Research interests: Philosophy of mathematics, mathematical logic, history and philosophy of computation
Algorithmic and complexity theoretic barriers to mathematical understanding
The project bridges philosophy of mathematics and the study of algorithms and complexity in theoretical computer science. It concerns the significance of barriers -- i.e. mathematical results illustrating why certain problems currently believed to be "hard" cannot be resolved using existing proof techniques. Illustrative of such problems is the famous P vs NP question which asks whether the task of finding a solution to a certain kind of finite problem is intrinsically harder than that of verifying that a given solution is correct. A solution would have substantial ramifications -- e.g. for data security, quantum computation, and artificial intelligence. But after it was originally posed in 1971, P vs NP remains unsolved and is regarded as among the most difficult open problems in mathematics.
The discovery of barriers helps to explain this by illustrating how successive strategies for resolving P vs NP have failed. A central thesis of the project is that barriers illuminate not only technical impediments but also more general limitations of human knowledge both inside and outside mathematics. This theme will be explored in the context of sub-projects exploring the methodology of barriers as a case study in mathematical problem solving, the history of multiplication algorithms in the frame of the question "is it intrinsically more difficult to multiply than to add?" and complexity-theoretic limitations on the use of artificial intelligence for mathematical proof search.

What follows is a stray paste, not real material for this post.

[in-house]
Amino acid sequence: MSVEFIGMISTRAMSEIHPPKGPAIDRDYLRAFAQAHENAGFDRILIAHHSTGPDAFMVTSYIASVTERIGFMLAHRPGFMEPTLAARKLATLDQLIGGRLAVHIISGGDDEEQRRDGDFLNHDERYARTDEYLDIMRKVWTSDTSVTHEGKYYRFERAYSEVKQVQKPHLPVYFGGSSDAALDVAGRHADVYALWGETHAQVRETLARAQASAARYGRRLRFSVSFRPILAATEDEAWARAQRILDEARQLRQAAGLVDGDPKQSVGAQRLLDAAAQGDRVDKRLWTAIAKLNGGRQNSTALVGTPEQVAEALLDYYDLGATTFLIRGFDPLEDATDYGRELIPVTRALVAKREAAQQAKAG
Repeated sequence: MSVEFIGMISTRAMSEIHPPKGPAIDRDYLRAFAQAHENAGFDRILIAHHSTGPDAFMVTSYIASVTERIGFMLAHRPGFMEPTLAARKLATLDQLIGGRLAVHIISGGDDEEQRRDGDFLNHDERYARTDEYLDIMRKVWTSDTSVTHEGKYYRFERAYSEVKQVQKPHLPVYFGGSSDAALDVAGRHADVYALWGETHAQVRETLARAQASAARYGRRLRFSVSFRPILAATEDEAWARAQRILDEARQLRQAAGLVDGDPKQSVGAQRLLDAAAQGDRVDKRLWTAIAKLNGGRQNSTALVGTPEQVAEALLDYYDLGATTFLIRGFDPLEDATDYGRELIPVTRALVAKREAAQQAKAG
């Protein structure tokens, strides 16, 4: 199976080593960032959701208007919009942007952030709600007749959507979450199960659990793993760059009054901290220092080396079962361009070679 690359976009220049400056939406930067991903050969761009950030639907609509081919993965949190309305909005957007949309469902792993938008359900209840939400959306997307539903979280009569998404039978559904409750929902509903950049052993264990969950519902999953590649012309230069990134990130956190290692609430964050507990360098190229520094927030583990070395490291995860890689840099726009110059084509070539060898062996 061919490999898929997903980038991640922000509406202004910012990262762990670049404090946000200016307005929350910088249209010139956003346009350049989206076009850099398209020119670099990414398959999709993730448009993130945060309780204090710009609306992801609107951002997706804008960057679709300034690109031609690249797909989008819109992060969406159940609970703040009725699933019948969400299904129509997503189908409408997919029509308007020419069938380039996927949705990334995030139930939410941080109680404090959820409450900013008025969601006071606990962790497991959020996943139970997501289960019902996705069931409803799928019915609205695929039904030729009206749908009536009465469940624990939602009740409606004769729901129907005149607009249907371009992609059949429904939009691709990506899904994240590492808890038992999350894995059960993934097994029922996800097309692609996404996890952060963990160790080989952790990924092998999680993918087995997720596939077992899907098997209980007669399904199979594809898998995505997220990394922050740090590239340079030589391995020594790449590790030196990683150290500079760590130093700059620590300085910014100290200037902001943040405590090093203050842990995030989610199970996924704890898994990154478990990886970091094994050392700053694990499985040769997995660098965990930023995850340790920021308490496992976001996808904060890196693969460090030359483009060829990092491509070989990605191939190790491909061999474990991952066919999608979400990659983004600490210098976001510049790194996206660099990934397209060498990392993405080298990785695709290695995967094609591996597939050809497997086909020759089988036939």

Walter Dean is Associate Professor of Philosophy at the University of Warwick where he also convenes the joint degrees in Mathematics and Philosophy. His research focuses on philosophy of mathematics, mathematical logic, and the history and philosophy of computation. He has been particularly interested in interactions between computability and complexity theory and traditional questions about mathematical knowledge, proof, and justification.
His most recent projects have focused on applications of reverse mathematics to philosophical argumentation and the role of Gödel's completeness theorem in the latter stages of the Hilbert program. He has previously held fellowships from the Alexander von Humboldt Foundation, the Agence Nationale de la Recherche, and the Netherlands-America Foundation.